Movie Review: “The Finest Hours”

Chris Pine, Casey Affleck, Eric Bana, Ben Foster, Holliday Grainger
Craig Gillespie

It’s easy to see why studios are drawn to stories like the one behind “The Finest Hours,” where four Cape Cod Coast Guardsmen braved impossible weather to rescue the 33 men trapped on a severed oil tanker. By all rights, every one of them should have died a cold, miserable death that night in early 1952, but they didn’t, and it is still considered one of the greatest rescues in Coast Guard history, which is why someone thought, “We should make a film about this.” That in itself is not a bad idea. The bad idea is when the film they make about this incredible story looks like every other film ever made about a similar story. This is a pity; the water sequences are breathtaking, but it’s hard to get emotionally invested in any of the characters, not for a lack of effort on Casey Affleck’s part.

Coast Guard Boatswain Mate First Class Bernie Webber (Chris Pine) is about to meet, for the first time, the girl he has spent the last four weeks talking on the phone. He’s nervous about how she’ll feel about him, even though a) she’s taken his calls for four weeks, and b) he looks like Chris Pine. The girl, Miriam (Holliday Grainger), likes him just fine, and a few months later, unsung feminist pioneer Miriam asks Bernie if he’ll marry her. Almost immediately after he says yes (in the most awkward, bumbling manner possible), Miriam gets a taste of life as the wife of a Guardsman.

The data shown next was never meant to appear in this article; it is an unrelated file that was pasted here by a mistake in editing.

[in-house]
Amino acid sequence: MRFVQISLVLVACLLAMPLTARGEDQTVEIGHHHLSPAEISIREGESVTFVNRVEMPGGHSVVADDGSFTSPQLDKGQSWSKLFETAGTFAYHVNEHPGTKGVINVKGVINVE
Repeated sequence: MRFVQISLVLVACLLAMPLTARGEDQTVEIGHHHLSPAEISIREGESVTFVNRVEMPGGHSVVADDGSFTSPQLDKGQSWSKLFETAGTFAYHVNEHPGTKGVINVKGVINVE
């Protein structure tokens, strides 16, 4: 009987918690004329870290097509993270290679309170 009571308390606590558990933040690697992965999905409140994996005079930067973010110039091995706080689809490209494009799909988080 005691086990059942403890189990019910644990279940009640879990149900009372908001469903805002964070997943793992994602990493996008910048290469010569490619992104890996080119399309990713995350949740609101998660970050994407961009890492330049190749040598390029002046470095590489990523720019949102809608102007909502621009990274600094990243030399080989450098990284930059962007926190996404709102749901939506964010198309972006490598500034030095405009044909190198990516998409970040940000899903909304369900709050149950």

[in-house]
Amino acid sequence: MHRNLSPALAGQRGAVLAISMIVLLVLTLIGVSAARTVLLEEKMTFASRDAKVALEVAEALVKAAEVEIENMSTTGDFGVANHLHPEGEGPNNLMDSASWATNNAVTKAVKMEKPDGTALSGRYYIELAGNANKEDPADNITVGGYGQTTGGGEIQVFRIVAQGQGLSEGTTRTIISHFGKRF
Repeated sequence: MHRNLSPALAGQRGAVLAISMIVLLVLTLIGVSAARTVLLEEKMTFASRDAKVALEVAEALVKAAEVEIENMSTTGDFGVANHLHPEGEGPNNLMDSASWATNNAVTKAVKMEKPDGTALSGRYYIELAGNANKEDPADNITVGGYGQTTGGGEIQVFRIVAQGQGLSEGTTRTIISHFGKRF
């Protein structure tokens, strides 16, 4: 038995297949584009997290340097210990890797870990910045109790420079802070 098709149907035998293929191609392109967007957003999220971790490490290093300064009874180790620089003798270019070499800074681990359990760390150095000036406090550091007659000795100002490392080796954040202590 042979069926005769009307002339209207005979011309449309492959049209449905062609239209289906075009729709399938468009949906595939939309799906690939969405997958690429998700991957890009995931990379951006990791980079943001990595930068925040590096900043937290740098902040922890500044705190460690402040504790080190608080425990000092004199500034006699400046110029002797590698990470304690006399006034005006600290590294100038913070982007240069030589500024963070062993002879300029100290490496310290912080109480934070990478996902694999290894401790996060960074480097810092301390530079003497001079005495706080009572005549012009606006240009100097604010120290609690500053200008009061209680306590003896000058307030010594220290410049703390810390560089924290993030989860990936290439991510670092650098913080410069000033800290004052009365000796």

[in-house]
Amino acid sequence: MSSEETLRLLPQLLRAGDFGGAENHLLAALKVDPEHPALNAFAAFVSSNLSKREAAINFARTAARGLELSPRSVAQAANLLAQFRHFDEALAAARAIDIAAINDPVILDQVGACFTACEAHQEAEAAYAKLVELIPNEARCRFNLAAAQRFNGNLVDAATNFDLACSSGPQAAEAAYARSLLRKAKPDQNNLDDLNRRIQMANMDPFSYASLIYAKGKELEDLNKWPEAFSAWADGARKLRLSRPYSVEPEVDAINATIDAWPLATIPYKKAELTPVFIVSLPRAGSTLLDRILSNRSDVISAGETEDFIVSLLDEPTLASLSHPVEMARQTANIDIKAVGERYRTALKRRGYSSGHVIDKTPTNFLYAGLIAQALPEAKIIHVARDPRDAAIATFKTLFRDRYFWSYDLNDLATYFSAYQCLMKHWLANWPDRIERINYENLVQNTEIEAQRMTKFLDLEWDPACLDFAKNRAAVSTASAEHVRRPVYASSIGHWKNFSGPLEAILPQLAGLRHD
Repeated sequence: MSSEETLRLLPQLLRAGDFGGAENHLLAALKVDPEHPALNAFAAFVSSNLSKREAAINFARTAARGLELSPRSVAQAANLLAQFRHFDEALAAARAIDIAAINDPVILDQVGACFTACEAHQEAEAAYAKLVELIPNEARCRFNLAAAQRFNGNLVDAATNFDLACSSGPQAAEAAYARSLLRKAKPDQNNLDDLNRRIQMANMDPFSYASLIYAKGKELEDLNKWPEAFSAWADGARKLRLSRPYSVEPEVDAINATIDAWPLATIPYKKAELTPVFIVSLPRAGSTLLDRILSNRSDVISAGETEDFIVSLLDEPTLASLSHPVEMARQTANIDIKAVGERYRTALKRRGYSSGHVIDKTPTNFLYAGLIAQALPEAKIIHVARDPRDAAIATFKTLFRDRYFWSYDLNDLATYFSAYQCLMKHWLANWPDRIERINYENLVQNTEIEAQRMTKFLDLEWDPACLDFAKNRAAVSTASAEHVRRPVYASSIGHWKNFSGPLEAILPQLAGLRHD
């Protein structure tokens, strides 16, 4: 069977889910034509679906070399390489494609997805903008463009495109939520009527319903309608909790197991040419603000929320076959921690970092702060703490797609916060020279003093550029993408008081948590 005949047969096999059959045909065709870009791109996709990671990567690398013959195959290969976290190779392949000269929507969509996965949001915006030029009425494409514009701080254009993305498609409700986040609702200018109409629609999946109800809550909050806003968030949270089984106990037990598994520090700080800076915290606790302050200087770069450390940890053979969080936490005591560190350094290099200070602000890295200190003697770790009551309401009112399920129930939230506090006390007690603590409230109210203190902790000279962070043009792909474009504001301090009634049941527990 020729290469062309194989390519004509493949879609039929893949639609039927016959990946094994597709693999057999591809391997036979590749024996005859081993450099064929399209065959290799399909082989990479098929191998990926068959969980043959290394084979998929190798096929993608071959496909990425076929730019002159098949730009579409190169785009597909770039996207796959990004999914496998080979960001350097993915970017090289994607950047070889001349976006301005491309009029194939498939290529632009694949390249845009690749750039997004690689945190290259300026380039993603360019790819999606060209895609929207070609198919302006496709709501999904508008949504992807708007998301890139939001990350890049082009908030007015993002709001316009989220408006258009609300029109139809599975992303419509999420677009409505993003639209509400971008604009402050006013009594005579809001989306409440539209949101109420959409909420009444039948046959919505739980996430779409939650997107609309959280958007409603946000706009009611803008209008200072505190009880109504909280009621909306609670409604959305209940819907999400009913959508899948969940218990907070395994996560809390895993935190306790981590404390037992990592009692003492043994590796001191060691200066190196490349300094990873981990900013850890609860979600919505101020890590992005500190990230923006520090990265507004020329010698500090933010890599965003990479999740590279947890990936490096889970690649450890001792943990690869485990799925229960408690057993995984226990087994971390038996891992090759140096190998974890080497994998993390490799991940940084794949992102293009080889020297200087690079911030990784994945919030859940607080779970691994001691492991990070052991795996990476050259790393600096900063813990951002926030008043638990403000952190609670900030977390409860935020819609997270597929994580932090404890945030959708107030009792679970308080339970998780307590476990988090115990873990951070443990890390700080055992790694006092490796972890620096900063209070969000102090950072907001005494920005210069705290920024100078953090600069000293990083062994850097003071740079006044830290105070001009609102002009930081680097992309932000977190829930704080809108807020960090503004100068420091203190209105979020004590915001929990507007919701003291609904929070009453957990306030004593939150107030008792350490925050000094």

A nasty Nor’easter splits two oil tankers in half off the Massachusetts coast. Bernie, who works in nearby Chatham Station on Cape Cod, is instructed to look for the SS Pendleton, even though there has been no contact from the Pendleton, the Chatham office only has an educated guess where the Pendleton is due to a malfunctioning radar, and there’s a good chance that Bernie’s crew will get stranded on a sand bar before reaching the deep blue sea. The de facto captain of the Pendleton is Ray Sybert (Affleck), an unpopular engine room lifer who knows the ship better than anyone on board, and must convince the crew that he can lead them, or at least keep them alive the longest.

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Movie Review: “Kung Fu Panda 3”

Jack Black, Angelina Jolie, Bryan Cranston, J.K. Simmons, Kate Hudson, Dustin Hoffman, Seth Rogen, Lucy Liu, David Cross, Jackie Chan
Alessandro Carloni & Jennifer Yu